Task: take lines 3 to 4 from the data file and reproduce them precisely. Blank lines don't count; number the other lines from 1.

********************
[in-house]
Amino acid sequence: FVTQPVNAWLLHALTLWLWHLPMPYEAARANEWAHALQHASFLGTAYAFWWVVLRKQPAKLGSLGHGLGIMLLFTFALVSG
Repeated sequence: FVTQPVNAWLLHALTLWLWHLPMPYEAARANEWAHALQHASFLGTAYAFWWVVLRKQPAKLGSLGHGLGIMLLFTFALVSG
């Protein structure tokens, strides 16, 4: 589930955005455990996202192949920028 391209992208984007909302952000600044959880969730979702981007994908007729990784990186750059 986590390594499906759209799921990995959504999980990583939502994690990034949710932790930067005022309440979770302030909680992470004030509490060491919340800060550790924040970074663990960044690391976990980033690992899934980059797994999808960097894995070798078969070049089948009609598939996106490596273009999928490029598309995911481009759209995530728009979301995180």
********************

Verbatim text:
Repeated sequence: FVTQPVNAWLLHALTLWLWHLPMPYEAARANEWAHALQHASFLGTAYAFWWVVLRKQPAKLGSLGHGLGIMLLFTFALVSG
């Protein structure tokens, strides 16, 4: 589930955005455990996202192949920028 391209992208984007909302952000600044959880969730979702981007994908007729990784990186750059 986590390594499906759209799921990995959504999980990583939502994690990034949710932790930067005022309440979770302030909680992470004030509490060491919340800060550790924040970074663990960044690391976990980033690992899934980059797994999808960097894995070798078969070049089948009609598939996106490596273009999928490029598309995911481009759209995530728009979301995180």